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dffree02
06-09-2007, 22:08
I need a bit of information concerning ol grand dad whiskey, or any other libation that may have went by this name. My uncle told me that his great, great grandfather had his picture on the, or a, bottle of the beverage. Fill in for me please. Have you heard of this before. I am new to the bourbon lore.

bluesbassdad
06-09-2007, 22:36
You could start here (http://www.hayden.org/oldgranddad.htm).

Would you care to indentify yourself?

Yours truly,
Dave Morefield

ratcheer
06-10-2007, 04:36
Very nice link, Dave.

I will add that, even though OGD no longer seems to be a highly popular brand, it is still an excellent and distinctive whiskey.

Tim

bluesbassdad
06-10-2007, 11:31
Tim,

I agree. I am fond of the BIB bottling; I may never have tried the 86 proof version.

I've come to believe that bourbon brands, like dog breeds, are easily ruined by popularity.

I hope that OGD continues to sell just enough to warrant keeping the brand alive, but no more. Otherwise, it's likely the proof and quality will go down and the price will go up. The price increase would be accompanied by a redesigned package, making it harder for me to find on the shelf -- assuming I still wanted to buy it.

Yours truly,
Dave Morefield

cowdery
06-10-2007, 23:16
The person depicted on the Old Grand-Dad label is supposed to represent (probably not a likeness taken from life) Basil Hayden, grandfather of R.B. Hayden, who created the Old Grand-Dad brand. There is no lack of Hayden kin in central Kentucky. Old Grand-Dad is a fine bourbon, distinctive for having a very large amount of rye in its mash.

darkluna
06-11-2007, 10:46
On my recent trip to Nashville, I was very surprised to see very little OGD BIB 100 on the shelves. I think I only saw it in one store, out of the many I visited. I did see the 86 proof several times.

Gillman
06-11-2007, 11:16
I wonder if slowly but surely 100 proof whiskeys, for so long the quality standard, are starting to disappear in favour of 80-94 proof whiskeys and of course specialty whiskeys in the range of, say, 107 -140 proof. As a long-term trend, the bonded and then (unbonded) 100 proof standard seems to be in decline (from the 1950's onwards), in part (or at least we are sometimes told) because customers no longer associate them with high quality.

Of course there will be exceptions, like Knob Creek, and WT 101 (which essentially is 100 proof with a slight difference to distinguish itself).

But I wonder whether OG 100, VOB 100 and that class of whiskey will start to wither (even though some still may be sold at that proof). I am a fan of OF 100 in particular and hope there will always be some available.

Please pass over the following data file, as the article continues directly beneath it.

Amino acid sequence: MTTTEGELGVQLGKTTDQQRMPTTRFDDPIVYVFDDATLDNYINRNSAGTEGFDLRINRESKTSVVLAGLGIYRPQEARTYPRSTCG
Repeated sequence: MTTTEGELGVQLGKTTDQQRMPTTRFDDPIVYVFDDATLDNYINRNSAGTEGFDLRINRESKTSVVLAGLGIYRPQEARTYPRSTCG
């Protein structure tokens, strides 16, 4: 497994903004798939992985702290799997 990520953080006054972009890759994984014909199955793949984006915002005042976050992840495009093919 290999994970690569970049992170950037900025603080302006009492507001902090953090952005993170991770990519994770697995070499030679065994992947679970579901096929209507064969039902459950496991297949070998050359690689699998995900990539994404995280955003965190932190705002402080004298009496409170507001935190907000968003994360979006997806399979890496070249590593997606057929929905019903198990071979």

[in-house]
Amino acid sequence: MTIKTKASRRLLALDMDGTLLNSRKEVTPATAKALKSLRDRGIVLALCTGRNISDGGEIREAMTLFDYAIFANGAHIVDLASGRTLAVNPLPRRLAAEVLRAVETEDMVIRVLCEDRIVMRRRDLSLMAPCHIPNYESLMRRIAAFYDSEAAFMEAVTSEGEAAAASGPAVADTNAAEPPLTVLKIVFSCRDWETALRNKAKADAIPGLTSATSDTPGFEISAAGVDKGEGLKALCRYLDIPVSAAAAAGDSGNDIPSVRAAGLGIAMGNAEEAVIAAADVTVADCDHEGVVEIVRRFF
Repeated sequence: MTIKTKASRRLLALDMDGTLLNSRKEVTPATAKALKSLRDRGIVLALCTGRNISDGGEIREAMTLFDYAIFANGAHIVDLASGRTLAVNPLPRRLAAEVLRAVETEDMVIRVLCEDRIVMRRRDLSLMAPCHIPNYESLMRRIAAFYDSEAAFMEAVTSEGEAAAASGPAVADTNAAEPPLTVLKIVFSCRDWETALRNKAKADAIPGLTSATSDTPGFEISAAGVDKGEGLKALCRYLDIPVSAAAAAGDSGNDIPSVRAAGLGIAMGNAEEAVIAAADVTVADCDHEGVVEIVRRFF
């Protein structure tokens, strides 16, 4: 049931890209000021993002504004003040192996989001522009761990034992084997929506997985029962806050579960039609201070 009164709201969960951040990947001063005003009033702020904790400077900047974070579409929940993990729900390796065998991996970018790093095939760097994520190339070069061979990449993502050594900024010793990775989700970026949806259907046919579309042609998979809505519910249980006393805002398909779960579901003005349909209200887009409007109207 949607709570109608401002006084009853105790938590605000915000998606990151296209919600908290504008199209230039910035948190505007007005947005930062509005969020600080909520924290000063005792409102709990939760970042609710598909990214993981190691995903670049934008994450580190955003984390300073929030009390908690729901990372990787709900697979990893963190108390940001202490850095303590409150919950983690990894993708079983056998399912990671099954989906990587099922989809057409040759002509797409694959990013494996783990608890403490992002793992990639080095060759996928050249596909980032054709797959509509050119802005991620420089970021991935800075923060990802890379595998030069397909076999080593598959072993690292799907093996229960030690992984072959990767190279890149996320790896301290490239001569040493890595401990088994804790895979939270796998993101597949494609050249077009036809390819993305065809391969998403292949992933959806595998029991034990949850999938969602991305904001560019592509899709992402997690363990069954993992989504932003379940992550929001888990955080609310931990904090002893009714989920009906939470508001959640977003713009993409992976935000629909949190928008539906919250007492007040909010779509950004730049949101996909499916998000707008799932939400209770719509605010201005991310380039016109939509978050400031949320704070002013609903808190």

But I just have the sense (in other words) that most 100 proof bourbon doesn't have the cachet, the specific market appeal, it used to. We saw e.g. RR 101 reduce to 90 proof. I hope I am wrong.

Gary

Bob O.
06-11-2007, 13:56
I hope I am wrong.

You aren't the only one, Gary. It does appear to be a trend though.

Gillman
06-11-2007, 14:25
Thanks and by the way when I said we are told (by some distillers) that 100 proof is not felt to represent quality, I meant specifically in relation to the termed "bonded", I think some feel in the industry in other words that the consumer does not understand the significance of the term any longer. Hence e.g., that it seems to be dropped from some bottlings (OF 100?) that still may be bonded whiskey in fact. Knob Creek too may be bonded (although no one seems sure).

Of course too, some may wonder if 100 proof is being slowly dropped or cut back because more margin can be made in lower proof whiskeys.

Sure, a number of brands are available at over 100 proof but these tend to be expensive in relation to the traditional 100 proof whiskeys.

Gary

bluesbassdad
06-11-2007, 19:25
Chuck,

Is the article re: BIB that you wrote for Malt Advocate available online?

Yours truly,
Dave Morefield

mythrenegade
06-11-2007, 22:23
I really like the OGD 114. Excellent bourbon.

As for the loss of the 100 proof bourbons, I am wondering if the increase in demand for fine bourbon has resulted in the reduced proof. There is a limited supply of aged bourbon in the world, and the only choices are to stretch the supply or raise the price. It appears that they are stretching the supply by reducing proof to 90 or so on a lot of bourbons.

I have found that I don't like bourbon below 90 proof. EWSB isn't bad, but I prefer the full flavor of a higher proof bourbon, particularly because I generally like it on the rocks.

Joel

cowdery
06-11-2007, 23:09
Chuck,

Is the article re: BIB that you wrote for Malt Advocate available online?

Yours truly,
Dave Morefield

As far as I know, no.